It's now been over two weeks, and what she initially created as a shared Google document is publicly available for anyone to access and serves as a curriculum resource in an effort to ensure a better understanding of the experiences of Asians in the U.S. and of U.S. colonization, more broadly.
The recommendations from the Center for Equity and Excellence in Teaching and Learning includes a solidarity statement, resources on intersectional racism — a collection of toolkits on allyship, racial justice and domestic violence, BIPOC solidarity, white allyship as well as a history of anti-Asian racism, in addition to AAPI mental health resources.
As an educator and one of the founders of Critical Mixed Race Studies, Dariotis sees a clear need for examining inequities in all fields, even when it come to higher education. On a national scale, in academia, Asian American women make up a small percentage of faculty positions, and on SFSU campus, she said the faculty-to-student ratio for white faculty and students is 1 to 7, but it is 1 to 25 for Asian faculty, and 1 to 90 for Latinx faculty.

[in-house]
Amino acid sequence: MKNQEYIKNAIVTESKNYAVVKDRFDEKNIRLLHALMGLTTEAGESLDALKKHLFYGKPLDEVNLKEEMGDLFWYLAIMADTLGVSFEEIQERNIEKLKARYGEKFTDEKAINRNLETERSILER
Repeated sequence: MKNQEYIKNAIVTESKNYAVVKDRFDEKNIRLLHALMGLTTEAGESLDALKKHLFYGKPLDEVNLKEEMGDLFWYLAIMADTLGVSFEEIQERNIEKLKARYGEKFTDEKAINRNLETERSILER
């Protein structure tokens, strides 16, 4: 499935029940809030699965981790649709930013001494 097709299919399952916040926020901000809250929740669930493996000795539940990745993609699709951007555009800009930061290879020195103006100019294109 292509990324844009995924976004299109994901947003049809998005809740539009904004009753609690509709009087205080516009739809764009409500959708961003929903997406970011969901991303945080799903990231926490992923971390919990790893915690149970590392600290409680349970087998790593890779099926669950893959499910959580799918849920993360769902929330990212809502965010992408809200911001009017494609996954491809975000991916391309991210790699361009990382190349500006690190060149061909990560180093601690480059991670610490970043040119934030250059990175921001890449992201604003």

For Dariotis and many educators, the solution, in part, lies in education. "The answer to Asian violence is not more policing ... The solution is education, conversation and also creating systems to protect everybody,” Dariotis said.
Teaching Resources from SFSU's Center for Equity and Excellence in Teaching and Learning
PBS has made the series "Asian Americans" temporarily free to stream.
SFSU campus-related racism may be reported to the Bias Incident Reporting Team.
Lakshmi Sarah teaches a class at SFSU in the journalism department.